Will This Biotech Company’s Big Bet Pay Off?

Leo is a member of The Motley Fool Blog Network -- entries represent the personal opinion of the blogger and are not formally edited.

Cubist Pharmaceuticals (NASDAQ: CBST) surged 10% on July 31, after the company acquired two antibiotic makers, Optimer Pharmaceuticals (NASDAQ: OPTR) and Trius Therapeutics (NASDAQ: TSRX), to strengthen its drug pipeline. After that big rally, shares of Cubist now trade at 45 times trailing earnings, and are up nearly 45% over the past six months. Should investors sell into the stock's bullish strength, or load up on more shares in anticipation for more robust growth in the future?

A closer look at Cubist

Cubist Pharmaceuticals is primarily known for its two marketed drugs, Cubicin (injected daptomycin) and Entereg (alvimopan). Cubicin is used for serious blood and skin infections caused by Gram-positive bacteria, such as MRSA, while Entereg is prescribed to help patients recover after bowel surgery and regain normal eating habits and bowel movements. Cubist also co-promotes Dificid, an antibacterial drug used to treat clostridium difficile-associated diarrhea (“fatal diarrhea”) with Optimer Pharmaceuticals, from which it receives service revenue.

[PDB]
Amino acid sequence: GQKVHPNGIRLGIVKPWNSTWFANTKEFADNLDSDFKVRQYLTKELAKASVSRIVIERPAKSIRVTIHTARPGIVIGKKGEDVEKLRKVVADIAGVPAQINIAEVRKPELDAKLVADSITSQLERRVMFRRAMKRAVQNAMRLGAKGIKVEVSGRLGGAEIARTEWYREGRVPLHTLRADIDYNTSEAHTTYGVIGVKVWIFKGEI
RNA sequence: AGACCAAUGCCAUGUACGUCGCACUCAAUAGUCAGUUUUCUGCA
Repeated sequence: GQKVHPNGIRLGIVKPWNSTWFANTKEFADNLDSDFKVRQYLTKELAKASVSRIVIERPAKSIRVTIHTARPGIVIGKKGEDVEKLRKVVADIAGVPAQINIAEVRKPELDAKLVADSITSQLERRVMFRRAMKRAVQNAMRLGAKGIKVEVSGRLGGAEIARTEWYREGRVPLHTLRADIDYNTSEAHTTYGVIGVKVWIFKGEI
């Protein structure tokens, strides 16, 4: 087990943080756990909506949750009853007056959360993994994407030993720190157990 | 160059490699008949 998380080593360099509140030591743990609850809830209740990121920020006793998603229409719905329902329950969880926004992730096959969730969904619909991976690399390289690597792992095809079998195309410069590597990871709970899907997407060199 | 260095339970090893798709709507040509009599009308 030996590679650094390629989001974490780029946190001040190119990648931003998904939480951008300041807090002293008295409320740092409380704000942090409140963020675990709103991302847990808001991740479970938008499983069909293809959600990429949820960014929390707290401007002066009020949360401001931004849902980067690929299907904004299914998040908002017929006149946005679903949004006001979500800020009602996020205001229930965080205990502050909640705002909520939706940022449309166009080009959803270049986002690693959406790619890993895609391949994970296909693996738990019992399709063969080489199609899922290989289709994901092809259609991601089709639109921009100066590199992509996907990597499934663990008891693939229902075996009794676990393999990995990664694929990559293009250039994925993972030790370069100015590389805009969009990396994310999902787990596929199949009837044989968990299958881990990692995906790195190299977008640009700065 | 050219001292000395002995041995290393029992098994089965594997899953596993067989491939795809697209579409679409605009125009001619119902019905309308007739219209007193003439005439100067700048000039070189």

Last quarter, Cubist’s earnings declined 25% year-on-year to $0.54 per share, missing the consensus estimate of $0.42. The company attributed the top-line miss to a 52.3% surge in total operating expenses, primarily from higher R&D costs from growing its pipeline. Revenue rose 12.2% to $258.8 million, thanks to strong sales of Cubicin across the world. Sales of Cubicin rose 13.4% to $227.1 million in the United States, and 31.6% to $15 million in international markets. Combined Cubicin sales comprised 93.5% of the company’s top-line.

Sales of Entereg rose 27.6% to $12.4 million, while Dificid service revenues came in at $3.7 million. Therefore, with neither Entereg or Dificid making a significant contribution to Cubist’s top-line growth, the company needs new avenues of revenue growth. Cubist’s high R&D expenses were primarily used to diversify its product line with three important Phase III candidates: ceftolozane/tazobactam -- for urinary tract and abdominal infections, Surotomycin -- an oral antibiotic for “fatal diarrhea,” and Bevenopran -- an opioid-induced constipation treatment.

Taking out the antibiotic market in one fell swoop

Cubicin’s patent protection lasts until September 2019, which could mean the end of the line for the company if it fails to bring more approved treatments to the market. In addition, generic medication maker Teva Pharmaceuticals, which already has a licensing agreement with Cubist to produce Cubicin, will only be one of many eager generic companies looking to manufacture the company’s best-selling antibiotic.

That pressure is the reason investors cheered the company’s decision to acquire Optimer Pharmaceuticals and Trius Therapeutics for $535 million and $707 million in cash, respectively. However, adding in the “contingent right value” (determined by drug sales milestones) of the two companies, the total deal could reach $1.62 billion.